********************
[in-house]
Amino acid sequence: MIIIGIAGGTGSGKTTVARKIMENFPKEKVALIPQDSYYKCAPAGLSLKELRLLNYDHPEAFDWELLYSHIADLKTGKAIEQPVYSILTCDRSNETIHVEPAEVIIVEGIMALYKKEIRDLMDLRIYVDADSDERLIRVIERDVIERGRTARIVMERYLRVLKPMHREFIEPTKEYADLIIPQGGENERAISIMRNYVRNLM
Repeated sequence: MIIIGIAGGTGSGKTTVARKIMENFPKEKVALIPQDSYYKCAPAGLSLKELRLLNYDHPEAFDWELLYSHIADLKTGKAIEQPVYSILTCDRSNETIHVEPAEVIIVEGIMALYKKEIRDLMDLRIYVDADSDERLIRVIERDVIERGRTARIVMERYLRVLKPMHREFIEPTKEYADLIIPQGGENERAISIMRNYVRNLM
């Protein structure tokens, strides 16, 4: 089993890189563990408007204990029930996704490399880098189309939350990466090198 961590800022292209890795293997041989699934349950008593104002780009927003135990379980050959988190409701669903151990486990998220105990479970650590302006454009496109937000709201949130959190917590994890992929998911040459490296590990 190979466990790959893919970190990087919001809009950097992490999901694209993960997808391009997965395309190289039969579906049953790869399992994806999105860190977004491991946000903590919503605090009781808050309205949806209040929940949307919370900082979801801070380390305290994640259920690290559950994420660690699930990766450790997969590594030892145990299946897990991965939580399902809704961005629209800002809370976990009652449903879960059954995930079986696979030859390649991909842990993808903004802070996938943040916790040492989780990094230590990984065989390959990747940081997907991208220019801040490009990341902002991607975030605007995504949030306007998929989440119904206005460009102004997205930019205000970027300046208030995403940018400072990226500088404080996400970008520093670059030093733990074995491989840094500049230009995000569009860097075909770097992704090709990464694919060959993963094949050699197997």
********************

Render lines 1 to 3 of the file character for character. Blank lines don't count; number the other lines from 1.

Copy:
[in-house]
Amino acid sequence: MIIIGIAGGTGSGKTTVARKIMENFPKEKVALIPQDSYYKCAPAGLSLKELRLLNYDHPEAFDWELLYSHIADLKTGKAIEQPVYSILTCDRSNETIHVEPAEVIIVEGIMALYKKEIRDLMDLRIYVDADSDERLIRVIERDVIERGRTARIVMERYLRVLKPMHREFIEPTKEYADLIIPQGGENERAISIMRNYVRNLM
Repeated sequence: MIIIGIAGGTGSGKTTVARKIMENFPKEKVALIPQDSYYKCAPAGLSLKELRLLNYDHPEAFDWELLYSHIADLKTGKAIEQPVYSILTCDRSNETIHVEPAEVIIVEGIMALYKKEIRDLMDLRIYVDADSDERLIRVIERDVIERGRTARIVMERYLRVLKPMHREFIEPTKEYADLIIPQGGENERAISIMRNYVRNLM